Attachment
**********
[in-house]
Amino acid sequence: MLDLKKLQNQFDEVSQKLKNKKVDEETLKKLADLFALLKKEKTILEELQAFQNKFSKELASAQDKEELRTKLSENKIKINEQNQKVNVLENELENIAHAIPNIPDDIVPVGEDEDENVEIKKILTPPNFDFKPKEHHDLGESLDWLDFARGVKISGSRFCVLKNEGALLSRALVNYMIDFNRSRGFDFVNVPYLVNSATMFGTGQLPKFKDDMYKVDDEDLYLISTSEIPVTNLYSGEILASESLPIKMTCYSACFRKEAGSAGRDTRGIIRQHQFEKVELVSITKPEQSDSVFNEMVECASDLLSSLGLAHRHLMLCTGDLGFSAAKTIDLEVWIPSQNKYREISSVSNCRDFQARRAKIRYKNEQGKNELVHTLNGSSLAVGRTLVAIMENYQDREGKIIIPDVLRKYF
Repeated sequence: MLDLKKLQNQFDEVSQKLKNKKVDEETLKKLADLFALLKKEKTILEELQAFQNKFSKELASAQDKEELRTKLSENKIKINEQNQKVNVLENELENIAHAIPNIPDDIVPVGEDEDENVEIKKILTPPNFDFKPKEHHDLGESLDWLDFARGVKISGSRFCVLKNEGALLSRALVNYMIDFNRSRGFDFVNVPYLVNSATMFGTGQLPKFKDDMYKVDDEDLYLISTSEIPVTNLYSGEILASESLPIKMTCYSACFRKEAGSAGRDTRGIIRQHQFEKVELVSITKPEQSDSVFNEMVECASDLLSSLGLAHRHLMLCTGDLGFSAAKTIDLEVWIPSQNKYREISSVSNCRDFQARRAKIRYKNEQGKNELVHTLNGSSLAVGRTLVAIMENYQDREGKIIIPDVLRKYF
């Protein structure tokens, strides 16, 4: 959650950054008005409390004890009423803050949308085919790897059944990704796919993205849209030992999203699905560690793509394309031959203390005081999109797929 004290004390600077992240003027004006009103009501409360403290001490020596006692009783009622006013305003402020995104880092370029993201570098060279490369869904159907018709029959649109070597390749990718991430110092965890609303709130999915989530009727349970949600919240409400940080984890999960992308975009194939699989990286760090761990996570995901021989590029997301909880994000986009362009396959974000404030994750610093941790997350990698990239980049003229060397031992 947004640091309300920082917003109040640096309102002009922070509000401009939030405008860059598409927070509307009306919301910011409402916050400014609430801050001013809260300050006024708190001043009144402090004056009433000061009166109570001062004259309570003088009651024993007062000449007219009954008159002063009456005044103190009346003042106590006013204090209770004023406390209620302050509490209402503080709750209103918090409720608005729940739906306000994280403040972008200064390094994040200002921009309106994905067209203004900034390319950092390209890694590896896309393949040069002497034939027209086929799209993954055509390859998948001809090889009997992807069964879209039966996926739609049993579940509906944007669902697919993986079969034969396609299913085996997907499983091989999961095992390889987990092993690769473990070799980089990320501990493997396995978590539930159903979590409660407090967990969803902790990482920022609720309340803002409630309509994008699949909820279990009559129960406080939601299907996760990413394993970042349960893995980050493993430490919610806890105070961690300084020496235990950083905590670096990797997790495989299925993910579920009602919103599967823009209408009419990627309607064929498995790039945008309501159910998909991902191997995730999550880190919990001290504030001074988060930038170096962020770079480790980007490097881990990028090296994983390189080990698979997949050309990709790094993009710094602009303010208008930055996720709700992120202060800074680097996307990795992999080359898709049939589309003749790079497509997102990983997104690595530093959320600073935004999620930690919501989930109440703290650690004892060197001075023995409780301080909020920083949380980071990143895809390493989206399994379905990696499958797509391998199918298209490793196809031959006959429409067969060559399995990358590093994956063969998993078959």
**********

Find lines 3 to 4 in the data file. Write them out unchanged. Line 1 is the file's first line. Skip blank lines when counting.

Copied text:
Repeated sequence: MLDLKKLQNQFDEVSQKLKNKKVDEETLKKLADLFALLKKEKTILEELQAFQNKFSKELASAQDKEELRTKLSENKIKINEQNQKVNVLENELENIAHAIPNIPDDIVPVGEDEDENVEIKKILTPPNFDFKPKEHHDLGESLDWLDFARGVKISGSRFCVLKNEGALLSRALVNYMIDFNRSRGFDFVNVPYLVNSATMFGTGQLPKFKDDMYKVDDEDLYLISTSEIPVTNLYSGEILASESLPIKMTCYSACFRKEAGSAGRDTRGIIRQHQFEKVELVSITKPEQSDSVFNEMVECASDLLSSLGLAHRHLMLCTGDLGFSAAKTIDLEVWIPSQNKYREISSVSNCRDFQARRAKIRYKNEQGKNELVHTLNGSSLAVGRTLVAIMENYQDREGKIIIPDVLRKYF
């Protein structure tokens, strides 16, 4: 959650950054008005409390004890009423803050949308085919790897059944990704796919993205849209030992999203699905560690793509394309031959203390005081999109797929 004290004390600077992240003027004006009103009501409360403290001490020596006692009783009622006013305003402020995104880092370029993201570098060279490369869904159907018709029959649109070597390749990718991430110092965890609303709130999915989530009727349970949600919240409400940080984890999960992308975009194939699989990286760090761990996570995901021989590029997301909880994000986009362009396959974000404030994750610093941790997350990698990239980049003229060397031992 947004640091309300920082917003109040640096309102002009922070509000401009939030405008860059598409927070509307009306919301910011409402916050400014609430801050001013809260300050006024708190001043009144402090004056009433000061009166109570001062004259309570003088009651024993007062000449007219009954008159002063009456005044103190009346003042106590006013204090209770004023406390209620302050509490209402503080709750209103918090409720608005729940739906306000994280403040972008200064390094994040200002921009309106994905067209203004900034390319950092390209890694590896896309393949040069002497034939027209086929799209993954055509390859998948001809090889009997992807069964879209039966996926739609049993579940509906944007669902697919993986079969034969396609299913085996997907499983091989999961095992390889987990092993690769473990070799980089990320501990493997396995978590539930159903979590409660407090967990969803902790990482920022609720309340803002409630309509994008699949909820279990009559129960406080939601299907996760990413394993970042349960893995980050493993430490919610806890105070961690300084020496235990950083905590670096990797997790495989299925993910579920009602919103599967823009209408009419990627309607064929498995790039945008309501159910998909991902191997995730999550880190919990001290504030001074988060930038170096962020770079480790980007490097881990990028090296994983390189080990698979997949050309990709790094993009710094602009303010208008930055996720709700992120202060800074680097996307990795992999080359898709049939589309003749790079497509997102990983997104690595530093959320600073935004999620930690919501989930109440703290650690004892060197001075023995409780301080909020920083949380980071990143895809390493989206399994379905990696499958797509391998199918298209490793196809031959006959429409067969060559399995990358590093994956063969998993078959």